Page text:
UNITED STATES SECURITIES AND EXCHANGE COMMISSION
LITIGATION RELEASE NO. 17316 / January 15, 2002
Securities and Exchange Commission v. Merrill Scott & Associates, Ltd.; Merrill Scott & Associates, Inc.; Phoenix Overseas Advisers, Ltd.; Gibraltar Permanente Assurance, Ltd.; Patrick M. Brody; David E. Ross II; and Michael Licopantis. Civil Action No. 2:02CV-0039C (USDC D.Ut.).
The Commission has obtained an order temporarily restraining Merrill Scott & Associates, Ltd. ("MSA"); Merrill Scott & Associates, Inc. ("MSAI"); Phoenix Overseas Advisers, Ltd. ("Phoenix"); Gibraltar Permanente Assurance, Ltd. ("Gibraltar"); Patrick M. Brody; and David E. Ross II from violations of the antifraud and broker registration provisions of the federal securities laws. The court also froze the assets of the four entities and Brody.
The complaint alleges MSA, a Bahamian entity, and many of its affiliates, including Phoenix, Gibraltar, and their domestic affiliate, MSAI (collectively "Merrill Scott"), are engaged in an ongoing scheme in which they have obtained investments of cash and marketable securities from U.S. citizens primarily seeking tax advantages through offshore investments. It is alleged that since at least 1999 Merrill Scott has been operating at a loss due to: (1) misappropriations of an estimated $9.5 million by Brody, the control person of the Merrill Scott organization, to finance his personal expenses; (2) Merrill Scott's operating expenses; and (3) Merrill Scott's attempts to realize huge returns on its investments by investing heavily in start-up companies. It is further alleged that in order to keep the Merrill Scott organization afloat and keep clients satisfied, Brody has operated the organization as a giant Ponzi scheme, using newly invested money to pay returns to earlier investors.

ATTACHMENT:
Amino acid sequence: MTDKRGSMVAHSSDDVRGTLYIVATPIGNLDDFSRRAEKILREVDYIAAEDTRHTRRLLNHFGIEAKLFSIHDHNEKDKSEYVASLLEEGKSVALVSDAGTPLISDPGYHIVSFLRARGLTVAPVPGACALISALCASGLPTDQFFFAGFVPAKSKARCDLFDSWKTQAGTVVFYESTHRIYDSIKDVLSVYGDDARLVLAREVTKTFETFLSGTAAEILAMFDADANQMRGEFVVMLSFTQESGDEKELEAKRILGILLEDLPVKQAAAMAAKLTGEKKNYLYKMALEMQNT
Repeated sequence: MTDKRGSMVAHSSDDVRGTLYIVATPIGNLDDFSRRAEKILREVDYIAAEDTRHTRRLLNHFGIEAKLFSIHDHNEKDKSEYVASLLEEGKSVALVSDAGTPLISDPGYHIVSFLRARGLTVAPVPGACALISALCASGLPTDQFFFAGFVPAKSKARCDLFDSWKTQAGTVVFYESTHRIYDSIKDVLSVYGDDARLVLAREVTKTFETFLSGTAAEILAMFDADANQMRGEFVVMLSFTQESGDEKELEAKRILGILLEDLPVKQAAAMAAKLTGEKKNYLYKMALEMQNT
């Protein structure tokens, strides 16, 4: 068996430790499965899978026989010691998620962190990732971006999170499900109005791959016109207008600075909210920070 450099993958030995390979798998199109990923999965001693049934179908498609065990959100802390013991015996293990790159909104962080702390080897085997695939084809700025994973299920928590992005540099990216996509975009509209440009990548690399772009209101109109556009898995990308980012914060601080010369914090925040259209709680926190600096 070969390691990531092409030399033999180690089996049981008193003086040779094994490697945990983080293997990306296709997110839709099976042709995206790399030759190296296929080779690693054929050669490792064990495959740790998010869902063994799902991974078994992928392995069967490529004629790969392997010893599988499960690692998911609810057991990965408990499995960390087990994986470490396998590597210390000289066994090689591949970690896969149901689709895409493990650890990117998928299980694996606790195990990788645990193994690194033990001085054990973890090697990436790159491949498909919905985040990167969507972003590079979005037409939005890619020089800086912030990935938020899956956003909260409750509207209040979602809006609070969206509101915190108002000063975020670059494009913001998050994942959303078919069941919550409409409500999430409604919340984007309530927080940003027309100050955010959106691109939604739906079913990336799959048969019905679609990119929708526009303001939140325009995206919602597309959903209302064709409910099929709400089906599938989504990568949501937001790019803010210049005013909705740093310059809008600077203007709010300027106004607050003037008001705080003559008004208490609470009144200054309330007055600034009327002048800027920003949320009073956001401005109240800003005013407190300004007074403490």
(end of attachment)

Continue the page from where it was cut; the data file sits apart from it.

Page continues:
The complaint alleges Merrill Scott sells its clients a "Master Financial Plan" (MFP) which establishes for each client a complex program involving the creation of offshore entities and accounts into which the client's income and assets are placed to generate investment income, reduce taxes and protect assets. It is further alleged that various Merrill Scott entities control the assets and ostensibly implement the instructions of the client as set forth in the client's MFP; however, Brody has sole signatory authority for all accounts established for the benefit of clients and, with the assistance of Ross and Michael Licopantis, a former employee also named as a defendant in the complaint, has used this authority to transfer and invest client funds at will. It is further alleged that MSA, MSAI and Brody have operated as unregistered brokers.
The complaint charged the defendants with violating Section 17(a) of the Securities Act of 1933, Sections 10(b) and 15(a) of the Securities Exchange Act of 1934 and Rule 10b-5 thereunder and Sections 206(1) and 206(2) of the Investment Advisers Act of 1940. The Order was entered January 15, 2002, by the Honorable Tena Campbell, United States District Judge for the District of Utah.